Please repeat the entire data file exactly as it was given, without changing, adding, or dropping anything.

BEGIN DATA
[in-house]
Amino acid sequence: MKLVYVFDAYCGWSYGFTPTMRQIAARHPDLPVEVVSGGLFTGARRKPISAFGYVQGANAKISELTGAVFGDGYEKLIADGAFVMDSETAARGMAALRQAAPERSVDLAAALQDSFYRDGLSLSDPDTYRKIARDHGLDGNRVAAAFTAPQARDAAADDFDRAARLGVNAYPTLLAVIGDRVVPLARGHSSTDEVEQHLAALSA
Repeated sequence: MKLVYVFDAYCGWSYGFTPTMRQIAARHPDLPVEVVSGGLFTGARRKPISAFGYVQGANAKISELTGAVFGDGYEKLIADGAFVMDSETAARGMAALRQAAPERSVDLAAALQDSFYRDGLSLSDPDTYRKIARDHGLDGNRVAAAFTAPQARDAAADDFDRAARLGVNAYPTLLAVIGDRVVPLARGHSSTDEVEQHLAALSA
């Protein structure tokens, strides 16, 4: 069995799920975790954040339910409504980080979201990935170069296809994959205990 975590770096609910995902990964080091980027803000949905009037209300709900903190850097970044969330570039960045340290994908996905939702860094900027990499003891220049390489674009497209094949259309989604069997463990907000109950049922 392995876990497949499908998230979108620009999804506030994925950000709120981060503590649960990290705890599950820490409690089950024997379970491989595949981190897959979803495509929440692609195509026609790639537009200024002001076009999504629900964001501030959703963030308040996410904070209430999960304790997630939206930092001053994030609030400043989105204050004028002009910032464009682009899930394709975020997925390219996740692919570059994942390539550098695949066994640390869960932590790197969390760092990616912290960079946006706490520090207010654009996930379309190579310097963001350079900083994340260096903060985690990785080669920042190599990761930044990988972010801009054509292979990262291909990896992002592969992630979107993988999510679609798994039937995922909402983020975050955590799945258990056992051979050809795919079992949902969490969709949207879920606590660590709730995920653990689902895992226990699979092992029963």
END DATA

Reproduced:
[in-house]
Amino acid sequence: MKLVYVFDAYCGWSYGFTPTMRQIAARHPDLPVEVVSGGLFTGARRKPISAFGYVQGANAKISELTGAVFGDGYEKLIADGAFVMDSETAARGMAALRQAAPERSVDLAAALQDSFYRDGLSLSDPDTYRKIARDHGLDGNRVAAAFTAPQARDAAADDFDRAARLGVNAYPTLLAVIGDRVVPLARGHSSTDEVEQHLAALSA
Repeated sequence: MKLVYVFDAYCGWSYGFTPTMRQIAARHPDLPVEVVSGGLFTGARRKPISAFGYVQGANAKISELTGAVFGDGYEKLIADGAFVMDSETAARGMAALRQAAPERSVDLAAALQDSFYRDGLSLSDPDTYRKIARDHGLDGNRVAAAFTAPQARDAAADDFDRAARLGVNAYPTLLAVIGDRVVPLARGHSSTDEVEQHLAALSA
């Protein structure tokens, strides 16, 4: 069995799920975790954040339910409504980080979201990935170069296809994959205990 975590770096609910995902990964080091980027803000949905009037209300709900903190850097970044969330570039960045340290994908996905939702860094900027990499003891220049390489674009497209094949259309989604069997463990907000109950049922 392995876990497949499908998230979108620009999804506030994925950000709120981060503590649960990290705890599950820490409690089950024997379970491989595949981190897959979803495509929440692609195509026609790639537009200024002001076009999504629900964001501030959703963030308040996410904070209430999960304790997630939206930092001053994030609030400043989105204050004028002009910032464009682009899930394709975020997925390219996740692919570059994942390539550098695949066994640390869960932590790197969390760092990616912290960079946006706490520090207010654009996930379309190579310097963001350079900083994340260096903060985690990785080669920042190599990761930044990988972010801009054509292979990262291909990896992002592969992630979107993988999510679609798994039937995922909402983020975050955590799945258990056992051979050809795919079992949902969490969709949207879920606590660590709730995920653990689902895992226990699979092992029963």